It was like stepping into the past at the screening for The Lost Book of Rap. Young men were adorned head-to-toe in Adidas a la Run DMC; and DJ Ron G kept classics from A Tribe Called Quest and Naughty By Nature playing in the background, as rap pioneers like Grandmaster Caz and Kangol Kid were household names in the School of Visual Arts Theatre in Manhattan on this breezy autumn night.
More than a hundred people arrived for the screening of Ron Elliot’s The Lost Book of Rap. Elliot, who wrote, directed, and edited the film stressed how motivated he was by the people around him to complete the project — which almost didn’t get finished. This included the young actors and actresses who wanted to see the their hard work come to fruition.
“There was a lot of dedication that went into this,” said Elliot. “I gave my word and I try to keep my word.”
The film takes place in the 1980s and follows wanna-be rapper Charisma Coy on her journey from Brooklyn to the Bronx to find the “Lost Book of Rap,” created by a legendary Grandmaster (played by Grandmaster Melle Mel), all in order to defeat her nemesis Mocca — Coy’s former best friend and now rival.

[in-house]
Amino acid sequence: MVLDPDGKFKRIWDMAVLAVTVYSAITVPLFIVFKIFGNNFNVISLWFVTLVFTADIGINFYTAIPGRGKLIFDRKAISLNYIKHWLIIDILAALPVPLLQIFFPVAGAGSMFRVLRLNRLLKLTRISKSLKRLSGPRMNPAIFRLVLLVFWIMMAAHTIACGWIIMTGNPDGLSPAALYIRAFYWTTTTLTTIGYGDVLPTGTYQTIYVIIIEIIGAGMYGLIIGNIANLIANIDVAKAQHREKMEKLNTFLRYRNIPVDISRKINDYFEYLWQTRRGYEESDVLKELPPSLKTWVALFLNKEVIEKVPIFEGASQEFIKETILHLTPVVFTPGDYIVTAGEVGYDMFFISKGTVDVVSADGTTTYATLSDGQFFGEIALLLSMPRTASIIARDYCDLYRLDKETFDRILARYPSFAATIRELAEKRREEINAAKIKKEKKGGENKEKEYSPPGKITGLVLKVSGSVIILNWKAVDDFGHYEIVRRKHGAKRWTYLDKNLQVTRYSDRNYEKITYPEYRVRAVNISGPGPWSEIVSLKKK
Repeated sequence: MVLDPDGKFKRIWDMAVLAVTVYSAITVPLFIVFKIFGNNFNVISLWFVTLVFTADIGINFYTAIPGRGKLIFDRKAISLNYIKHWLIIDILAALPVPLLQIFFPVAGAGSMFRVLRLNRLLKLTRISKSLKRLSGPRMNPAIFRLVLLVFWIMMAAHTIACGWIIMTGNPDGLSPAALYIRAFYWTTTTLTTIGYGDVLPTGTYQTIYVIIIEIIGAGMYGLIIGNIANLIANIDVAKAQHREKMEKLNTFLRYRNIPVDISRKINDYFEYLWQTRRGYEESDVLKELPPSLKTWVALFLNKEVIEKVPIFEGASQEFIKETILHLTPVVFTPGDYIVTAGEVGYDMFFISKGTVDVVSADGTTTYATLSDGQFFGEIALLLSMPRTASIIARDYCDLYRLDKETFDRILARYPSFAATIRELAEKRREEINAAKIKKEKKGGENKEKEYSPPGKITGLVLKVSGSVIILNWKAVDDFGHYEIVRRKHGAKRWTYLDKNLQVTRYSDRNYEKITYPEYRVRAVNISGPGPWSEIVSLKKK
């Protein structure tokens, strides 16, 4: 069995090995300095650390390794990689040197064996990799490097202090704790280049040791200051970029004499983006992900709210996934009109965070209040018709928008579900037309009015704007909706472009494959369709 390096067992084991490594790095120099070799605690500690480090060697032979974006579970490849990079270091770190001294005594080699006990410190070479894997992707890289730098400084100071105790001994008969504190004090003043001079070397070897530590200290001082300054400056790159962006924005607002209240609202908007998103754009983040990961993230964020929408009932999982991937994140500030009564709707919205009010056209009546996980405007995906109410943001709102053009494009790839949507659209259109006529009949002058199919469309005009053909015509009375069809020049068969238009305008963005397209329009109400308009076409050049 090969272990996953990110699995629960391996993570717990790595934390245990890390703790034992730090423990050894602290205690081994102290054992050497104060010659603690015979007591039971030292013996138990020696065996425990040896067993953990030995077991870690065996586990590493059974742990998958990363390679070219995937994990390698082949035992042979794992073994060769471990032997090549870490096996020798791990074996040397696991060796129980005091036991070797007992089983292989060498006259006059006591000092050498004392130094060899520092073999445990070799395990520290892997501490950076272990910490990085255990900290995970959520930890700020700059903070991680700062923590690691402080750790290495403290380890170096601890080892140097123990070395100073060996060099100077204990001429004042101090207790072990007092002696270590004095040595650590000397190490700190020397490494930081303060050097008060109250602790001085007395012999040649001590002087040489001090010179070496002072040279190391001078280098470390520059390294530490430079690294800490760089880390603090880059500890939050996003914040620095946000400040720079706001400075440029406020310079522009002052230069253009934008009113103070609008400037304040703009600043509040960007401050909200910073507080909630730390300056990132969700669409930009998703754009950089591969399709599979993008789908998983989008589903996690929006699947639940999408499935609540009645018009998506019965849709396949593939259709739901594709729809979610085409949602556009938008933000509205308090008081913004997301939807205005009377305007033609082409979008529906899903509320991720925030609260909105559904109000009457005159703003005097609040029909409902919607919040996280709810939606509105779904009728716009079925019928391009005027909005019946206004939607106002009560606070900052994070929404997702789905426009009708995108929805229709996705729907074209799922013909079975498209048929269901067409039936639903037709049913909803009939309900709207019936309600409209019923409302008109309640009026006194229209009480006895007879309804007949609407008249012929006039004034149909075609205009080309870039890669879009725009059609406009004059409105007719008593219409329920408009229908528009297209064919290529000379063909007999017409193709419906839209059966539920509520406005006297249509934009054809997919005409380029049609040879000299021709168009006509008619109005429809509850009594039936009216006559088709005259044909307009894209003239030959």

The film also stars J.D. Williams, best known for playing Bodie Broadus on HBO’s “The Wire.”
“We need a lot more movies like this,” said actor Stu “Large” Riley (Kick A–, The Best Man) to the audience after the film.
After the screening, the next leaders of the new school took charge with performances by Chase Clarke, the film’s star, and Jahmila Sandifer, whose performance brought Kanye West to New Jersey a few days earlier.
But it was Reverend Herb Daughtry who had the motivational words for the entire crowd. Daughtry, who would often visit Tupac in jail said the late rapper would place a photo of whatever it was that he wanted on the wall in front of him and wouldn’t sleep in his bed until he obtained it. He would sleep on the floor or anywhere else.
“You can achieve whatever you want to achieve,” Rev. Daughtry said. “If you want to achieve something, put it before you.”
– victoria johnson